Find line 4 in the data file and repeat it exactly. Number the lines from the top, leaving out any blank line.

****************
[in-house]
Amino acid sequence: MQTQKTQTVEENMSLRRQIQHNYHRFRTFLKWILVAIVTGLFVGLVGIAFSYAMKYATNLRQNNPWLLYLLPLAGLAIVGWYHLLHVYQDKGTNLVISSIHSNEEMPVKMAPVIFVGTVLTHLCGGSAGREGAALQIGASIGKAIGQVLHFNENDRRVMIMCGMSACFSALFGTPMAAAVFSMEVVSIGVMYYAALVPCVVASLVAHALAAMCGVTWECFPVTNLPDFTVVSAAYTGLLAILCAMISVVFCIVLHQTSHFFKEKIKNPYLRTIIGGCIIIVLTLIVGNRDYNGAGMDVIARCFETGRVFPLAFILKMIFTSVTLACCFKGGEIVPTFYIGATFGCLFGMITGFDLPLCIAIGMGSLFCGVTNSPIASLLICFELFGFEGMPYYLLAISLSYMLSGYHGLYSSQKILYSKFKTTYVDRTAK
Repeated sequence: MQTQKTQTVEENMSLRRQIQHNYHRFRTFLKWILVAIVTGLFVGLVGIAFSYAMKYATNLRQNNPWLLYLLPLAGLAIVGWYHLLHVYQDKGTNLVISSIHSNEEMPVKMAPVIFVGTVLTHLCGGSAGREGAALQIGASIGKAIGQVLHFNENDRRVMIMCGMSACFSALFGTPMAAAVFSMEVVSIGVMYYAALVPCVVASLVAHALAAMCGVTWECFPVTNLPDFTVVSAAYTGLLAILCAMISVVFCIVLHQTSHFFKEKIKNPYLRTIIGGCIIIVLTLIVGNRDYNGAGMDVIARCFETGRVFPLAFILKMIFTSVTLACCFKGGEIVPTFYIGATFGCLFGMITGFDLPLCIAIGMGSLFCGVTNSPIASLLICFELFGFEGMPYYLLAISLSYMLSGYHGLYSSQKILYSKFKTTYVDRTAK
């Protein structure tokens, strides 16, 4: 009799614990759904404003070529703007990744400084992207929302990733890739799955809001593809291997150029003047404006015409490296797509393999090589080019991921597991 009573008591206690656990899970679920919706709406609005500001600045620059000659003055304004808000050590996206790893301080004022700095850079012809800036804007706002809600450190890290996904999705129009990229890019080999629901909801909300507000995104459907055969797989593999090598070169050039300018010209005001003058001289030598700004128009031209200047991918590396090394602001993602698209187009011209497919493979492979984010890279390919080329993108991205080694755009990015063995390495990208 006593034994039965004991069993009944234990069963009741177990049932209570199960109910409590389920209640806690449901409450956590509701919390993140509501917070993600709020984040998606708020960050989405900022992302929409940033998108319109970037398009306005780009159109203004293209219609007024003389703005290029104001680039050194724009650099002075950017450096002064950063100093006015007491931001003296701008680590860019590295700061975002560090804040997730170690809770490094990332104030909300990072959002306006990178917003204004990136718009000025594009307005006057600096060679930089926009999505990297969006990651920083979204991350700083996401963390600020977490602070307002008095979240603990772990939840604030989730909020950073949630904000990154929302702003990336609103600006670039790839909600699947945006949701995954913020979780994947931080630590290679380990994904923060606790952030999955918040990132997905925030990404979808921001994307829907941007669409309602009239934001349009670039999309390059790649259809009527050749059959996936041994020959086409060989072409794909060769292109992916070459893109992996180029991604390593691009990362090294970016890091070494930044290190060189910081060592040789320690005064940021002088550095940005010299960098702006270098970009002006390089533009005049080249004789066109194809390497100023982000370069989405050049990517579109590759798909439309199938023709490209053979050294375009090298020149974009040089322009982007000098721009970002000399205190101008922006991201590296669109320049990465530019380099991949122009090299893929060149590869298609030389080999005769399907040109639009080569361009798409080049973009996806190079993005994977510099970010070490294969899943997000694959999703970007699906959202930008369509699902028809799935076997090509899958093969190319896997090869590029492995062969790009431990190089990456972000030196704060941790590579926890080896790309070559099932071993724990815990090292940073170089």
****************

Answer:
């Protein structure tokens, strides 16, 4: 009799614990759904404003070529703007990744400084992207929302990733890739799955809001593809291997150029003047404006015409490296797509393999090589080019991921597991 009573008591206690656990899970679920919706709406609005500001600045620059000659003055304004808000050590996206790893301080004022700095850079012809800036804007706002809600450190890290996904999705129009990229890019080999629901909801909300507000995104459907055969797989593999090598070169050039300018010209005001003058001289030598700004128009031209200047991918590396090394602001993602698209187009011209497919493979492979984010890279390919080329993108991205080694755009990015063995390495990208 006593034994039965004991069993009944234990069963009741177990049932209570199960109910409590389920209640806690449901409450956590509701919390993140509501917070993600709020984040998606708020960050989405900022992302929409940033998108319109970037398009306005780009159109203004293209219609007024003389703005290029104001680039050194724009650099002075950017450096002064950063100093006015007491931001003296701008680590860019590295700061975002560090804040997730170690809770490094990332104030909300990072959002306006990178917003204004990136718009000025594009307005006057600096060679930089926009999505990297969006990651920083979204991350700083996401963390600020977490602070307002008095979240603990772990939840604030989730909020950073949630904000990154929302702003990336609103600006670039790839909600699947945006949701995954913020979780994947931080630590290679380990994904923060606790952030999955918040990132997905925030990404979808921001994307829907941007669409309602009239934001349009670039999309390059790649259809009527050749059959996936041994020959086409060989072409794909060769292109992916070459893109992996180029991604390593691009990362090294970016890091070494930044290190060189910081060592040789320690005064940021002088550095940005010299960098702006270098970009002006390089533009005049080249004789066109194809390497100023982000370069989405050049990517579109590759798909439309199938023709490209053979050294375009090298020149974009040089322009982007000098721009970002000399205190101008922006991201590296669109320049990465530019380099991949122009090299893929060149590869298609030389080999005769399907040109639009080569361009798409080049973009996806190079993005994977510099970010070490294969899943997000694959999703970007699906959202930008369509699902028809799935076997090509899958093969190319896997090869590029492995062969790009431990190089990456972000030196704060941790590579926890080896790309070559099932071993724990815990090292940073170089």